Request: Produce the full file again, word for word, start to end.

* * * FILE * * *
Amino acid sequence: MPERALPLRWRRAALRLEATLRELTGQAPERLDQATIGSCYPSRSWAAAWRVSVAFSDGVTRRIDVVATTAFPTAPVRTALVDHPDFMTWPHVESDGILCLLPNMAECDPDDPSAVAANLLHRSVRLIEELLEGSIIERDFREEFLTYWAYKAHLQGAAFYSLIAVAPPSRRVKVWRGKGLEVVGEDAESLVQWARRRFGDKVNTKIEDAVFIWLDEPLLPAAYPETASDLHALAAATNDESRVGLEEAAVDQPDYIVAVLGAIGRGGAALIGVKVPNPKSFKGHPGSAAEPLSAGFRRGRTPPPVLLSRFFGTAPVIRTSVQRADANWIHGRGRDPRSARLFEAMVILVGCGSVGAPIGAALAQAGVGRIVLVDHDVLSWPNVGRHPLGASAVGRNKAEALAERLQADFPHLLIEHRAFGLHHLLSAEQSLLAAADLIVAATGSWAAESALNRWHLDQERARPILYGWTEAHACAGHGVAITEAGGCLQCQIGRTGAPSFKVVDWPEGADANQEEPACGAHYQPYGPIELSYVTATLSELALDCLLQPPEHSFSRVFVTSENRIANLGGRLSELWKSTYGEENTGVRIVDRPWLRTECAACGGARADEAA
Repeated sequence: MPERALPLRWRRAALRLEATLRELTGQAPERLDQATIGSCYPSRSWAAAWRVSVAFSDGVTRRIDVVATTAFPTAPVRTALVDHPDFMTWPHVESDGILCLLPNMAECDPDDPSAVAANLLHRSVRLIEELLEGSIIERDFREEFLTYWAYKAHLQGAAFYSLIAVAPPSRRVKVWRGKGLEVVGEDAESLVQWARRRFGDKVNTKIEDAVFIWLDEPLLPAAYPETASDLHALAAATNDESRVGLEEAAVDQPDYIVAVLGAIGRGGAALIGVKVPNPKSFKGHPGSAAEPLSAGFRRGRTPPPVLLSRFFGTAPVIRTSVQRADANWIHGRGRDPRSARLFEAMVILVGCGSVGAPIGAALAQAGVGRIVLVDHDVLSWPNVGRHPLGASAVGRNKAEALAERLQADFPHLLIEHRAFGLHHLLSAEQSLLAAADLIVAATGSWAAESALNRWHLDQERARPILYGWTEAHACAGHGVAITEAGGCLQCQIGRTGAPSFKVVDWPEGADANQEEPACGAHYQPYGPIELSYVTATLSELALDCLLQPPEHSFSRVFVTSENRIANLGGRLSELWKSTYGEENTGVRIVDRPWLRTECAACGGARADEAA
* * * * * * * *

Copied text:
Amino acid sequence: MPERALPLRWRRAALRLEATLRELTGQAPERLDQATIGSCYPSRSWAAAWRVSVAFSDGVTRRIDVVATTAFPTAPVRTALVDHPDFMTWPHVESDGILCLLPNMAECDPDDPSAVAANLLHRSVRLIEELLEGSIIERDFREEFLTYWAYKAHLQGAAFYSLIAVAPPSRRVKVWRGKGLEVVGEDAESLVQWARRRFGDKVNTKIEDAVFIWLDEPLLPAAYPETASDLHALAAATNDESRVGLEEAAVDQPDYIVAVLGAIGRGGAALIGVKVPNPKSFKGHPGSAAEPLSAGFRRGRTPPPVLLSRFFGTAPVIRTSVQRADANWIHGRGRDPRSARLFEAMVILVGCGSVGAPIGAALAQAGVGRIVLVDHDVLSWPNVGRHPLGASAVGRNKAEALAERLQADFPHLLIEHRAFGLHHLLSAEQSLLAAADLIVAATGSWAAESALNRWHLDQERARPILYGWTEAHACAGHGVAITEAGGCLQCQIGRTGAPSFKVVDWPEGADANQEEPACGAHYQPYGPIELSYVTATLSELALDCLLQPPEHSFSRVFVTSENRIANLGGRLSELWKSTYGEENTGVRIVDRPWLRTECAACGGARADEAA
Repeated sequence: MPERALPLRWRRAALRLEATLRELTGQAPERLDQATIGSCYPSRSWAAAWRVSVAFSDGVTRRIDVVATTAFPTAPVRTALVDHPDFMTWPHVESDGILCLLPNMAECDPDDPSAVAANLLHRSVRLIEELLEGSIIERDFREEFLTYWAYKAHLQGAAFYSLIAVAPPSRRVKVWRGKGLEVVGEDAESLVQWARRRFGDKVNTKIEDAVFIWLDEPLLPAAYPETASDLHALAAATNDESRVGLEEAAVDQPDYIVAVLGAIGRGGAALIGVKVPNPKSFKGHPGSAAEPLSAGFRRGRTPPPVLLSRFFGTAPVIRTSVQRADANWIHGRGRDPRSARLFEAMVILVGCGSVGAPIGAALAQAGVGRIVLVDHDVLSWPNVGRHPLGASAVGRNKAEALAERLQADFPHLLIEHRAFGLHHLLSAEQSLLAAADLIVAATGSWAAESALNRWHLDQERARPILYGWTEAHACAGHGVAITEAGGCLQCQIGRTGAPSFKVVDWPEGADANQEEPACGAHYQPYGPIELSYVTATLSELALDCLLQPPEHSFSRVFVTSENRIANLGGRLSELWKSTYGEENTGVRIVDRPWLRTECAACGGARADEAA